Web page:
An ear drainage culture is a lab test. This test checks for germs that can cause infection. The sample taken for this test can contain fluid, pus, wax, or blood from the ear.
How the Test is Performed
A sample of ear drainage is needed. Your health care provider will use a cotton swab to collect the sample from inside the outer ear canal. In some cases, a sample is collected from the middle ear during ear surgery.
The sample is sent to a lab and placed on a special dish (culture media).
The lab team checks the dish every day to see if bacteria, fungi, or viruses have grown. More tests may be done to look for specific germs and determine the best treatment.
How to Prepare for the Test
You do not need to prepare for this test.
Why the Test is Performed
The test may be done if you or your child has:
- An ear infection that is not getting better with treatment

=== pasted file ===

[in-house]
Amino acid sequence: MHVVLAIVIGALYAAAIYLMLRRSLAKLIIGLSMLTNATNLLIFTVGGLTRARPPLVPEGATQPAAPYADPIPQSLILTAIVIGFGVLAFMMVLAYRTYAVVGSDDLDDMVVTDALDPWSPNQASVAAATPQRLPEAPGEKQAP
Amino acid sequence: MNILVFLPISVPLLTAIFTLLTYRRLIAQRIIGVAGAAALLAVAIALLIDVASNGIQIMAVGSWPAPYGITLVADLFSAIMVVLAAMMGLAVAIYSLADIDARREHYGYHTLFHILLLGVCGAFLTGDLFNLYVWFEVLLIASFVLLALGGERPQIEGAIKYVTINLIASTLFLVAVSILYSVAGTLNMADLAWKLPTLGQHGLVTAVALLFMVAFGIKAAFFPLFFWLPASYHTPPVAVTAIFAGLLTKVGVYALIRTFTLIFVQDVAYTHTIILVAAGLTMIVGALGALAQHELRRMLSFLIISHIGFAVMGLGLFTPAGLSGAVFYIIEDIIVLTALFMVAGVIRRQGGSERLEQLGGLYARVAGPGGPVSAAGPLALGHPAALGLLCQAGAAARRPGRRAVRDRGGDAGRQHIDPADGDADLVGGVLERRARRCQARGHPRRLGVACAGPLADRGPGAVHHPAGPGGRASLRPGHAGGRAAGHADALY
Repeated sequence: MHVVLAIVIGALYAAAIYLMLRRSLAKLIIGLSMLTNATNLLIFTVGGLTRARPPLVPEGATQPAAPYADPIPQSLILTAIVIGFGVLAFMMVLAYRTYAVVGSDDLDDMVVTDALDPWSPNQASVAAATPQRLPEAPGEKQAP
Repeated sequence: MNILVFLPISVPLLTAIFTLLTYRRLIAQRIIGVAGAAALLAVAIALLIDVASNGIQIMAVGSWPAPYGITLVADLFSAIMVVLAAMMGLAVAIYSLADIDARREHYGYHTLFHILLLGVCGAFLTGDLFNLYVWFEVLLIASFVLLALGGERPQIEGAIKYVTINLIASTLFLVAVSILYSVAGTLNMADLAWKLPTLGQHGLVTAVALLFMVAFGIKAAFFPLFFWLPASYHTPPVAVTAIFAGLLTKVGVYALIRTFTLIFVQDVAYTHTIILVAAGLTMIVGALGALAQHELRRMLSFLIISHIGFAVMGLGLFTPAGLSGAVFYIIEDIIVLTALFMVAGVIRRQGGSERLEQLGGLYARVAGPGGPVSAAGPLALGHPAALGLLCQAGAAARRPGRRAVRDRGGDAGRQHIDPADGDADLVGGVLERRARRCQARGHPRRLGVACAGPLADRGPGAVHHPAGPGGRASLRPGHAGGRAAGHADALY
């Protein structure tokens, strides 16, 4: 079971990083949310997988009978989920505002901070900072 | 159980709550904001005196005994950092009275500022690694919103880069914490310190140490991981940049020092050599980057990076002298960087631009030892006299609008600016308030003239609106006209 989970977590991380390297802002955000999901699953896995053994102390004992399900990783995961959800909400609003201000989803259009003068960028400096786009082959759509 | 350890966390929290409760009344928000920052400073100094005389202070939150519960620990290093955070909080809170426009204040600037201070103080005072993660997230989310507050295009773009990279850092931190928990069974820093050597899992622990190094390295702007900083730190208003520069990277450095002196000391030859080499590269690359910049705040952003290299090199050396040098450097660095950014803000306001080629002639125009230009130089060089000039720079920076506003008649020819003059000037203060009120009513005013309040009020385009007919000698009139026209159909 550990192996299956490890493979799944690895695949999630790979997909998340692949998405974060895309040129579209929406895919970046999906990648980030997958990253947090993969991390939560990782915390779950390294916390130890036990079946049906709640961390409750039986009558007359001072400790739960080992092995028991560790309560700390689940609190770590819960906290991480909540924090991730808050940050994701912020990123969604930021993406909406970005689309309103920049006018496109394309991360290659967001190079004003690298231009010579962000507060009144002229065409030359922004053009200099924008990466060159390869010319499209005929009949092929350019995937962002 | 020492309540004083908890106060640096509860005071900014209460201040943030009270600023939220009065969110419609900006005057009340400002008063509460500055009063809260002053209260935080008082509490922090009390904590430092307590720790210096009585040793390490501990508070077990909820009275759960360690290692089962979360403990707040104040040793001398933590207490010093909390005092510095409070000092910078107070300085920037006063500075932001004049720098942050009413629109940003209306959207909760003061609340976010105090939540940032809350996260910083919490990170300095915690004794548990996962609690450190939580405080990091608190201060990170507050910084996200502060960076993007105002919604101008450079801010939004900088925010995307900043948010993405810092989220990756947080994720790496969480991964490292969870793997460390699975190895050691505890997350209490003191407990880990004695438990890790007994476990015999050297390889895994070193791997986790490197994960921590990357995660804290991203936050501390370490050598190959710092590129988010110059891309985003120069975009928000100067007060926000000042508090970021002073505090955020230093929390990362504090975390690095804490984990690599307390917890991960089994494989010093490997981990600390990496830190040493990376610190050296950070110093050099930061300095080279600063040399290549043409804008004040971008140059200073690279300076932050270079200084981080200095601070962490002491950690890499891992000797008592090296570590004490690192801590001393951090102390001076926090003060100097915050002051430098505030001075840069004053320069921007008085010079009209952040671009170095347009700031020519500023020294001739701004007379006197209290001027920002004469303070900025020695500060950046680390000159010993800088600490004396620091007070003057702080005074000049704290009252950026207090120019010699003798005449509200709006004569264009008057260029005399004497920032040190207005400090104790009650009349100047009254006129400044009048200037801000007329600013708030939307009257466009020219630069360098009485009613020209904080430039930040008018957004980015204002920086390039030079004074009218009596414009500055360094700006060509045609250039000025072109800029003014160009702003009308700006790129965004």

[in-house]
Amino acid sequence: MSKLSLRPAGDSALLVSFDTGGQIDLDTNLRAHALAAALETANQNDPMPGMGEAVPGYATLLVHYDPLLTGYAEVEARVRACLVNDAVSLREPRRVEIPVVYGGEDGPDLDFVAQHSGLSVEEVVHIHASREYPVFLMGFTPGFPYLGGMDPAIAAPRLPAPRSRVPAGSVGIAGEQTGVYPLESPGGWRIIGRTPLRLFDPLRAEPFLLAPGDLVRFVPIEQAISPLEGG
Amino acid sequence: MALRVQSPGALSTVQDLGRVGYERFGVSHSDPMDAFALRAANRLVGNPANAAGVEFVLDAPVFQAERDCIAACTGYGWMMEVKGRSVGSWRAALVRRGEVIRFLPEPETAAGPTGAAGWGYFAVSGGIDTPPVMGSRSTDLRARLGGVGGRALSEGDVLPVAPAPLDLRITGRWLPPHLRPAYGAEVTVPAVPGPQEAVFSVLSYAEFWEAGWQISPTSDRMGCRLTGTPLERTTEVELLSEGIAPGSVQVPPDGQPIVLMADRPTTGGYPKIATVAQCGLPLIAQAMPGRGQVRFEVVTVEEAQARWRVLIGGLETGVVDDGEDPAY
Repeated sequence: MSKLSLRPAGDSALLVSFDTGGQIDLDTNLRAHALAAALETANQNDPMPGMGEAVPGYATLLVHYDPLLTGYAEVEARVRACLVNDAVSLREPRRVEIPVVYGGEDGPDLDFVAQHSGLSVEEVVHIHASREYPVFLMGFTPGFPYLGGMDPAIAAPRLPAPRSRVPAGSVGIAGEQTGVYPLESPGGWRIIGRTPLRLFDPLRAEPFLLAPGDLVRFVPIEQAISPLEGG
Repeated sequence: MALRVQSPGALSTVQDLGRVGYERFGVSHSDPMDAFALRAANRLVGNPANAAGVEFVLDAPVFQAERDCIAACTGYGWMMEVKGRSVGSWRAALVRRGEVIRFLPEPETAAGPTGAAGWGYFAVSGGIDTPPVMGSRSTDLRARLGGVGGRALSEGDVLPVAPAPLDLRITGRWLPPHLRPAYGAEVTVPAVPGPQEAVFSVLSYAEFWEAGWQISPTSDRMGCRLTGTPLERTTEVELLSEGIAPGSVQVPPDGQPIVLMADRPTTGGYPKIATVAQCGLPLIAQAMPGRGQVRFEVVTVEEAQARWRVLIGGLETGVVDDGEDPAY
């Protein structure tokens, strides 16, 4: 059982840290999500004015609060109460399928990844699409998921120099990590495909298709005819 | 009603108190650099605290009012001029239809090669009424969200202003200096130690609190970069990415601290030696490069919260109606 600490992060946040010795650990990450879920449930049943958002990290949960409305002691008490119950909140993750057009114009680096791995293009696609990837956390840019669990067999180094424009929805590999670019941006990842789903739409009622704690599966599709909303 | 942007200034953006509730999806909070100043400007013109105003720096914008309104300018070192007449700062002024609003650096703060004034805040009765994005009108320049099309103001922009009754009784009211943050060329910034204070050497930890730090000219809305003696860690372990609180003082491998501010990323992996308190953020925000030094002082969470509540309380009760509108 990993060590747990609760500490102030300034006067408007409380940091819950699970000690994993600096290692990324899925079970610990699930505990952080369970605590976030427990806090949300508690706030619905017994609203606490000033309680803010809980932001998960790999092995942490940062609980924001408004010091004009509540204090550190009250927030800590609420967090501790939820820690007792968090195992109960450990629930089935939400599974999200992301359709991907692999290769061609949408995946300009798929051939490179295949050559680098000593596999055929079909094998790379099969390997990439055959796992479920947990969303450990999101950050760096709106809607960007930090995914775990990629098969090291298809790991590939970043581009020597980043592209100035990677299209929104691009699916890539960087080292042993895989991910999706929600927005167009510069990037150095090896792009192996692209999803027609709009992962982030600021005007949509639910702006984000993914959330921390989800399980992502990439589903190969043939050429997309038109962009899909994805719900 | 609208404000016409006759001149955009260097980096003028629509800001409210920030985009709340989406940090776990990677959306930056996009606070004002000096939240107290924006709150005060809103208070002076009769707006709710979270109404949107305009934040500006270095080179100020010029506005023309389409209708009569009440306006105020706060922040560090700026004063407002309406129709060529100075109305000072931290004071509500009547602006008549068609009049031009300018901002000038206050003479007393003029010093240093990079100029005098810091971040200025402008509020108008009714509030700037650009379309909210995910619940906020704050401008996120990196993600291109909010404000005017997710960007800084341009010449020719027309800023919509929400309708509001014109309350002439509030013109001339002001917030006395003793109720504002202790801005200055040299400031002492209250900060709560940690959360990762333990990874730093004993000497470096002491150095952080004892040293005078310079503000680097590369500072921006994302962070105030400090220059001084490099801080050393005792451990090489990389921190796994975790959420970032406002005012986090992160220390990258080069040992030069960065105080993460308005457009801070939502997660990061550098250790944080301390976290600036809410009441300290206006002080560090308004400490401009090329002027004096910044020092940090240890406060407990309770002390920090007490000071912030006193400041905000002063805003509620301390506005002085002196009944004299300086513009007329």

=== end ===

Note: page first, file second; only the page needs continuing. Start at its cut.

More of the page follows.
- An infection of the outer ear (otitis externa)
- An ear infection with a ruptured eardrum and draining fluid
It may also be done as a routine part of myringotomy.
Note: Ear infections are diagnosed based on symptoms rather than using a culture.
The test is normal if there is no growth on the culture.
Note: Normal value ranges may vary slightly among different laboratories. Talk to your provider about the meaning of your specific test results.
What Abnormal Results Mean
Abnormal results may be a sign of an infection. The infection can be caused by bacteria, virus, or fungus.
The test results may show which organism is causing the infection. It will help your provider decide on the right treatment.
No risks are involved with swabbing the ear canal. Ear surgery may involve some risks.
Culture - ear drainage
Bauer CA, Jenkins HA. Otologic symptoms and syndromes. In: Flint PW, Haughey BH, Lund V, et al, eds. Cummings Otolaryngology. 6th ed. Philadelphia, PA: Elsevier Saunders; 2015:chap 156.
Murray PR. The clinician and the microbiology laboratory. In: Bennett JE, Dolin R, Blaser MJ, eds. Mandell, Douglas, and Bennett's Principles and Practice of Infectious Diseases, Updated Edition. 8th ed. Philadelphia, PA: Elsevier Saunders; 2015:chap 16.
Review Date 8/31/2016
Updated by: Neil K. Kaneshiro, MD, MHA, Clinical Assistant Professor of Pediatrics, University of Washington School of Medicine, Seattle, WA. Also reviewed by David Zieve, MD, MHA, Isla Ogilvie, PhD, and the A.D.A.M. Editorial team.